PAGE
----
Who is Really Responsible For The Historic Inflation?

Show Notes

Inflation has hit the Eggers household in a big way. Eric reports that this year’s family ham and champagne Easter dinner had to be downsized – to spam and box wine. Is this “Putin’s Price Hike” striking again?

The truth is that no one – even the most loyal Democrats – is buying that characterization of inflation by the Biden administration, according to pollsters. They don’t believe Russia’s invasion of Ukraine starting in February was to blame for the price hikes they have experienced for more than a year. On the latest episode of the Drill Down podcast, Peter Schweizer and co-host Eric Eggers  take on inflation and explain why the real rate is worse than the government is telling you.

To begin, government action here at home is what leads to inflation, not “Vlad the Inflater.” As Eric explains, the Government Accountability Institute’s work focuses on “exploring incentive structures” to expose cronyism and corruption. Our political class lack the incentives to help get this problem under control. In fact, the status quo is often good for political stakeholders.

Peter and Eric break down the three big causes of today’s inflation, which government statistics report the Consumer Price Index (CPI) is up 8.5% annually. For the average American family, that means spending an extra $5,200 this year to maintain their current standard of living.

Peter believes the better number is the Producer Price Index, which measures the increase of costs that businesses pay for materials, supplies, and operational expenses. The PPI is up 11.2% which suggests we can expect more price hikes coming as businesses pass on those higher costs to consumers.

Let’s go back to the CPI for a minute. The 8.5% rate hasn’t happened in the US since the early 1980s, but the way the CPI is calculated has changed since then. Peter says the government reduced the importance of housing costs to the calculation. There is a group of statisticians that run a website called ShadowStats.com that calculate the rate of inflation using the same “basket” of goods and services as in 1980. Under the same measures as were used in 1980, inflation is really running at 17%. Eric notes that the last time America had inflation that high was 1947 as the US economy was still transitioning back to peacetime following the end of World War II.

What are primary causes of inflation? First, as Peter explains, a dramatic increase in the money supply. Recently, The DrillDown welcomed author/business journalist Chris Leonard to the show, who offered this mind-boggling statistic: 27% of all the dollars ever created have been put into circulation in the past two years. This is mainly through policies of the Federal Reserve, which through its actions can force more money into circulation. Combined with lower production stemming from pandemic lockdowns and accompanying supply chain problems, this leads to more money chasing fewer goods, the economist’s main definition of inflation. Print more money and you cheapen its value. If you water down milk, you don’t get more milk – you get watery milk. As Chris Leonard said, during the latter days of the Trump presidency the Fed printed three hundred years’ worth of money in two months. The amount in circulation rose from $4.5 trillion to $9 trillion. It hasn’t stopped.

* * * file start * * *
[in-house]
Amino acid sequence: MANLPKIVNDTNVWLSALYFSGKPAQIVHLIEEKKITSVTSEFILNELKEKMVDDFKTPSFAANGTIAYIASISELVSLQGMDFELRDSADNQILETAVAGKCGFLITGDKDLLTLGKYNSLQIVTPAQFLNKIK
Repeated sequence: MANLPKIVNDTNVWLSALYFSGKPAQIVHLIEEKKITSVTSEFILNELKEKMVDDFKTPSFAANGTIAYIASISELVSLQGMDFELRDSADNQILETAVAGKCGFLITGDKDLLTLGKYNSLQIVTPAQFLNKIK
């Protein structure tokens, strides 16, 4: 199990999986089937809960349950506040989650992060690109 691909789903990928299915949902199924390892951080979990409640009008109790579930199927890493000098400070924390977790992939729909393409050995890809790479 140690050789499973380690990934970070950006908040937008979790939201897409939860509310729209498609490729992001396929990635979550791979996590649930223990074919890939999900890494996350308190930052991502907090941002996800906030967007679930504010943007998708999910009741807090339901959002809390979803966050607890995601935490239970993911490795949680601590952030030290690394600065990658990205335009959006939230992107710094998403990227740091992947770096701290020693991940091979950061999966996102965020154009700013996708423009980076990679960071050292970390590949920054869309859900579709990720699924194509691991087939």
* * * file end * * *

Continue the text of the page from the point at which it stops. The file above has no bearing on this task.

Second, government debt has under the Biden administration risen to 136% of the US GDP. Biden’s budget is for $6 trillion next year. What’s scariest about that is that 65% of the budget is what’s called “mandatory spending,” for programs such as Medicare, Medicaid, COVID relief, and the SNAP (food stamp) program. Despite claims by the government that SNAP is efficient and well run, a 2018 GAI investigation of fraud in the SNAP program found lots of fraud. A recent report from NBC news found examples of massive fraud in the “Paycheck Protection Program” that total almost $579 billion. Government spending went wild during the pandemic, and fraudulent activity often happens when money flies around like pollen in Florida.

The third big cause is what has happened to the energy industry. In 2019 the US oil industry produced 12.29 million barrels of oil per day. By the end of 2021 that had fallen to 11.18 million barrels. One of the Biden administration’s first acts on assuming office was to cancel oil leases on federal land. By restricting the supply of domestic oil, you cause more demand for foreign oil, make petroleum products scarcer, and that raises prices. As Peter notes, the administration announced on Good Friday they it would offer some new leases, but at the same time raised the federal royalty payment, meaning that assuming and using those new leases is less profitable than staying with current leases.

Because of the Federal Reserve being such a potent force in the economy, even a change of control in Congress likely won’t have much effect on that first cause. Spending reductions don’t appear to be important to either political party, and prices for gasoline and other petroleum products remain one of the hardest and most complicated things to affect through even good policy choices.